Canada's healthcare system is primitive
Longing for Nunatsiavut
The far north of Labrador is considered to be one of the most rugged areas in the world. For the Inuit, however, the inhospitable country was home for thousands of years until they were forced to resettle. Now they are returning to the land of their ancestors. *
Cloudy, gloomy, magical: the Nunatsiavummiut call the Torngats the “seat of the ancestors”. And “beautiful, big country”. The names hit the nail on the head.
In the summer of 1880 Abraham Ulrikab became worried. His wife and two children gnaw on starvation. Hunting luck has left him, and he is deep in the chalk with the Moravian missionaries in Hebron. But then he meets Johan Adrien Jacobsen. The agent in the service of the menagerie operator Carl Hagenbeck asks the Inuit if he would like to demonstrate his traditional way of life for a year in his Völkerschau. After that he was rid of all worries. Abraham Ulrikab agrees and embarks with his family and four other Inuit for Hamburg. There they move into an enclosure in which they are gazed at by thousands of spectators every day. Soon they'll have enough of the noise and stench of the cities. They are homesick for Nunatsiavut. That means "beautiful land" in Inuktitut. During the following European tour, they contract smallpox and die one after the other. On January 16, 1881, in Paris, the last of the Inuit was also dead.
Johannes Lampe in front of the Torngasok Cultural Center in Nain. Its German name belongs to the region's past: the Moravian missionaries were active in the region until the 1950s.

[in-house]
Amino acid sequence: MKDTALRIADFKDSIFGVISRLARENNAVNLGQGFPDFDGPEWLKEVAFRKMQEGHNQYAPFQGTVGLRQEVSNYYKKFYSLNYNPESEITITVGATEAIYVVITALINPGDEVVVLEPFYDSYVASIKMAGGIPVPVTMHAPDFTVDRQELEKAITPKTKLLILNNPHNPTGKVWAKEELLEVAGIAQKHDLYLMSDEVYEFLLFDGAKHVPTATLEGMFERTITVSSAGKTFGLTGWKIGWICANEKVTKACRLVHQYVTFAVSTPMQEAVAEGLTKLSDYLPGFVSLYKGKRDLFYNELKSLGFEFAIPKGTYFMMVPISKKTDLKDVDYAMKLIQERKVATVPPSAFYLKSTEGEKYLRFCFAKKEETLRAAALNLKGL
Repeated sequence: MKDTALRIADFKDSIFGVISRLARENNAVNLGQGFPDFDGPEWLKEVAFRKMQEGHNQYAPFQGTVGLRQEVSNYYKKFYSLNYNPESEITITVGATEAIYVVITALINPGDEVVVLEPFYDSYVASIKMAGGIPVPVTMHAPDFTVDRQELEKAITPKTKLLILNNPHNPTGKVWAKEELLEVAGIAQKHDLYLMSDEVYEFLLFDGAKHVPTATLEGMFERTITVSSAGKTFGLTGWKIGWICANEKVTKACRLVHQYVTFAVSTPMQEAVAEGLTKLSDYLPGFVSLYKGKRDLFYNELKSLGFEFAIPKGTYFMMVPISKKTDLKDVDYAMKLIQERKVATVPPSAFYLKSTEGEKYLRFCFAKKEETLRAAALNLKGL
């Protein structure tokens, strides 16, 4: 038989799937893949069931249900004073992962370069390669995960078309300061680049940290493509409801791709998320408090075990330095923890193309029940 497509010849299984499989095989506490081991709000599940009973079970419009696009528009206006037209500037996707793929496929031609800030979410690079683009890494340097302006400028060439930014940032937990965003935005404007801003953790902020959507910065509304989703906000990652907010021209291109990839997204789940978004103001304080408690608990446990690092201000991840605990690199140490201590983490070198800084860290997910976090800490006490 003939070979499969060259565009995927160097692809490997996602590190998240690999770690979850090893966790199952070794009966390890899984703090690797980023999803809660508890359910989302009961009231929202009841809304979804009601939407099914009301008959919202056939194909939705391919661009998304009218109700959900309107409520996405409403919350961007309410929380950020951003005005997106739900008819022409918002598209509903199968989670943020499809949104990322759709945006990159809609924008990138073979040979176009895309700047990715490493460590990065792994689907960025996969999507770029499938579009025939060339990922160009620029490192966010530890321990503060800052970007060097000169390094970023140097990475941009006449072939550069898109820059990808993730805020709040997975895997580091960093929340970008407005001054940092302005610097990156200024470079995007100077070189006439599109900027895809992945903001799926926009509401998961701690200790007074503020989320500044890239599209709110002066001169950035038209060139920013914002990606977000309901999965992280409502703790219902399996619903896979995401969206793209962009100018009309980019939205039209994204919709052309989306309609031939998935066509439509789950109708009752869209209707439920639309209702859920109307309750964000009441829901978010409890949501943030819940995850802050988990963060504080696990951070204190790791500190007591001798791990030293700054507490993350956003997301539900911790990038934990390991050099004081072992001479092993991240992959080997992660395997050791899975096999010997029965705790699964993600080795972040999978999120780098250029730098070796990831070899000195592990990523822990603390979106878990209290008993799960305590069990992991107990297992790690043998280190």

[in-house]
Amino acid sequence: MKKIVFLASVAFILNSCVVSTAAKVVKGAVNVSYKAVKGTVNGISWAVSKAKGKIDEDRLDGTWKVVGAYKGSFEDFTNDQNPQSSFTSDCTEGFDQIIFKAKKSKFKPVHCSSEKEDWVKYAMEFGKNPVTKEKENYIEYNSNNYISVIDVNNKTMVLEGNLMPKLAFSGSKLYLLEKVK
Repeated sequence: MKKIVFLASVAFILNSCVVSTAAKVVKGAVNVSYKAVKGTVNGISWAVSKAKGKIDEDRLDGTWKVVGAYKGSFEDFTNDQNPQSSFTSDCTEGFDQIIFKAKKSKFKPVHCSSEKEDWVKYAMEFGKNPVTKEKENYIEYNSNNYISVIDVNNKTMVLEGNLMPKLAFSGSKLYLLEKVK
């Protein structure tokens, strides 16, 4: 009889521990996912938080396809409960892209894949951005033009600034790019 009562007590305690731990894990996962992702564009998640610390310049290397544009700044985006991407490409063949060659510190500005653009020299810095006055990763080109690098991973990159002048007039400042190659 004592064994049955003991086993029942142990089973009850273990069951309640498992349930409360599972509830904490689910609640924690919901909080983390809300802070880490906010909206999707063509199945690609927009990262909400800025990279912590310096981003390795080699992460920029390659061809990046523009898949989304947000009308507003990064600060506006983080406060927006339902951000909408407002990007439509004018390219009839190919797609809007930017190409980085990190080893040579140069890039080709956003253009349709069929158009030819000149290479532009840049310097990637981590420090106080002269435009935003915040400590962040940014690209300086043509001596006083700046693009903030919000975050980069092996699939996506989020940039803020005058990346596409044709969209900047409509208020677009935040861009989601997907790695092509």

Table of Contents
The sad story of Abraham Ulrikab
“I know how Abraham felt,” says Johannes Lampe. Lampe is president of the autonomous Inuit region Nunatsiavut and leads through the brand new Torngasok Cultural Center in Nain. In the spacious exhibition rooms, the rich culture of the Labrador Inuit, which also includes the story of Abraham, is presented. After the historian France Rivet found the remains of five of the eight Labrador Inuit in the Paris Museum of Natural History, Johannes Lampe, then Minister of Culture, familiarized herself with Abraham's story. He visited the zoos in Germany that had exhibited them, took a harbor tour in Hamburg to get a feel for what Abraham had seen first of Europe, researched archives and even met Carl Hagenbeck's descendants. The most moving and disturbing moment for the Inuit politician came in Paris. “Meeting the remains of Abraham and his family was like standing in front of my own parents or grandparents. I met my ancestors who taught me to hunt, fish, and survive. I know you. They made me who I am today. ”Since then, the Nunatsiavut Council of Elders has been campaigning for the eight to be returned to bury at home.
With Air Labrador from Happy Valley-Goose Bay via Nain to Saglek: Flight to the end of the world!